The bacteria and chemicals found on human skin have been sampled and mapped across the human body. The result is a series of 3-D images revealing the thousands of microbes and molecules people carry with them -- or on them -- each day.
The maps show the unique composition of skin -- the body's largest organ -- on the bodies of two test subjects, and can reveal the food they eat, medicine they consume and body products they use.
This interplay between the microbes found on skin with the surrounding environment can provide insight into someone's food and drug use, personal hygiene, and beauty practices.
"We wanted to understand the driving factors for microbial communities on skin," says Pieter Dorrestein, professor of pharmacology at the University of California, San Diego, who led the study. This is the first time the molecules and bacteria found on the surface of human skin have been mapped in such detail across the body and may one day further unveil the skin's role in health and disease.
"It's well known that these microbial communities have an impact on health and disease ... we have an opportunity to think about precision medicine," he said.
The chemical signature found on the skin is thought to be unique to an individual. It harbors specific combinations of bacteria -- 850 were seen in this study alone -- and a distinct mix of molecules from foods eaten, such as citrus, and even medicines taken. "If we extended this to other people we'd see [drugs such as] antidepressants and antifungals," says Dorrestein.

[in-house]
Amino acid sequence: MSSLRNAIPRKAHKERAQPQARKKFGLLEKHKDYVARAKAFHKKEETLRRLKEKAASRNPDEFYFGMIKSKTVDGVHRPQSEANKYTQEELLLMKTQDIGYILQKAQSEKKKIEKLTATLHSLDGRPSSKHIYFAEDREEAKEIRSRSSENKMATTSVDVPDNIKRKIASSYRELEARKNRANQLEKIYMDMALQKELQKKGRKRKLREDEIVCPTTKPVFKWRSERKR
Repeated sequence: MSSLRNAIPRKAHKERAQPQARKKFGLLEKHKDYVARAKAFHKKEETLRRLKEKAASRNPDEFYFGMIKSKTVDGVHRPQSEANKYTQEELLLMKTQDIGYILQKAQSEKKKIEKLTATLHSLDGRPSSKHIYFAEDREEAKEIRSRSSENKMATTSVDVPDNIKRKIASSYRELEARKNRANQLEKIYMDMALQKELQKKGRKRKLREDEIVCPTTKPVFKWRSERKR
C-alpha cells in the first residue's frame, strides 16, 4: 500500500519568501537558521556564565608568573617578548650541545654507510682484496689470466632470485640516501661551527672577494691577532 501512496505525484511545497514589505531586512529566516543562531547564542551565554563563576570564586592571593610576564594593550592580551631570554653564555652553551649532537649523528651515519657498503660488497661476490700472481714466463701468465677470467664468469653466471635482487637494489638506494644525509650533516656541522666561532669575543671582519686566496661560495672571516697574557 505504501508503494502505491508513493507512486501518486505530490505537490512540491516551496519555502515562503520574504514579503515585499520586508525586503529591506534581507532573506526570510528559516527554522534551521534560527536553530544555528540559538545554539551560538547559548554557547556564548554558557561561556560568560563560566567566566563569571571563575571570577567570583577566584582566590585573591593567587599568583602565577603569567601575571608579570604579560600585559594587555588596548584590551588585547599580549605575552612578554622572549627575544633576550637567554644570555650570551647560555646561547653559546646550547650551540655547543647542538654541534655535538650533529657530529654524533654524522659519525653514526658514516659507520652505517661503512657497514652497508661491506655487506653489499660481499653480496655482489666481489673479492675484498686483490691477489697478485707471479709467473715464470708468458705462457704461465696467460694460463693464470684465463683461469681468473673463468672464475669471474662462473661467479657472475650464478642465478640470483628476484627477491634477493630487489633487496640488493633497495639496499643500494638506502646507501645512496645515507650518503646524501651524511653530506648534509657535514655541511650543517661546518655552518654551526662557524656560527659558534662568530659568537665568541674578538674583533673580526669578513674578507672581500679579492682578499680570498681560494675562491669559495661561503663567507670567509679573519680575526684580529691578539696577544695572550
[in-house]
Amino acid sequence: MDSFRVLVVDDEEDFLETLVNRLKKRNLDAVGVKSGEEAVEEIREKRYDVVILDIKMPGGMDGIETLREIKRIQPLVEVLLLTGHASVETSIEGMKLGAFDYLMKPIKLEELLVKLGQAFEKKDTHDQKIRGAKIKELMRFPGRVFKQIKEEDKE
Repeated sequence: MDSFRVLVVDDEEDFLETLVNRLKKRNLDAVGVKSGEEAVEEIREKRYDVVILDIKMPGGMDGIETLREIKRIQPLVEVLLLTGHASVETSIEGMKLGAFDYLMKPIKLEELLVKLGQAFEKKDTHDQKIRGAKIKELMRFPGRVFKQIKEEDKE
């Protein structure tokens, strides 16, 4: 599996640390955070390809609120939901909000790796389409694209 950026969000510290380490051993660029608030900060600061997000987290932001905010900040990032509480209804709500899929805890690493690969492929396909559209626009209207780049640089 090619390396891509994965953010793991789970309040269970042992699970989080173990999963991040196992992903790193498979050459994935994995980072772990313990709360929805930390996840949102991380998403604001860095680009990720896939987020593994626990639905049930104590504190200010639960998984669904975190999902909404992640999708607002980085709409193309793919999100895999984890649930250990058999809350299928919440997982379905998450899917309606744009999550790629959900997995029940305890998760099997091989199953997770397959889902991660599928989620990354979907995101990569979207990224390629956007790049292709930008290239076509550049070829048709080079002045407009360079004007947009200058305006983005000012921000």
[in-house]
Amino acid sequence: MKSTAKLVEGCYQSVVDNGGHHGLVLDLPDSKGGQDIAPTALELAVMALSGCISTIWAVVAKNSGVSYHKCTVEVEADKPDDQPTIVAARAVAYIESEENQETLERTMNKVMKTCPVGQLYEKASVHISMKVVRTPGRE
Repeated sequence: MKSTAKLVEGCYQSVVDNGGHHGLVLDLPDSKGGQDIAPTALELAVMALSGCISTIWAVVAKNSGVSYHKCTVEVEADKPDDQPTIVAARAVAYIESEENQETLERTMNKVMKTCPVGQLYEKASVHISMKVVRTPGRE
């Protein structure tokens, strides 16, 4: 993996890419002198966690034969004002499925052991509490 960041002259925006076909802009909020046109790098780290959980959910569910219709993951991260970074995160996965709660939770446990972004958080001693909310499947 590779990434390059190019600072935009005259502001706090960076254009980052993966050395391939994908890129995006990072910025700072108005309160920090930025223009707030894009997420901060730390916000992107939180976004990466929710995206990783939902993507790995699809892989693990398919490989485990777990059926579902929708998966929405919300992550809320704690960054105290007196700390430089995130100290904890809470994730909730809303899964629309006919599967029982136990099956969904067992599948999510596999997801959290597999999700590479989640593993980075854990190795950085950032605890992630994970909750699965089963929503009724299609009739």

The team took swabs from 400 regions of the skin across one side of the human body in two volunteers who hadn't washed, shampooed or moisturized for three days. "We wanted to increase the number of microbes and decrease the beauty products," says Dorrestein.
Human skin has a surface area of up to 2 square meters and is the body's main interface with the environment. "It's your first exposure to a lot of different chemistry and microbes," says Dorrestein.
But despite the lack of washing among the volunteers, 14% of the molecules identified -- of the 20,000 chemicals and bacteria searched for by the team -- were from cosmetic and beauty products, such as shampoos and deodorants. "Personal care products we use every day really stay on the skin ... for moisturizer this would be advantageous," says Dorrestein. This persistence was found despite human skin shedding millions of skin cells each day.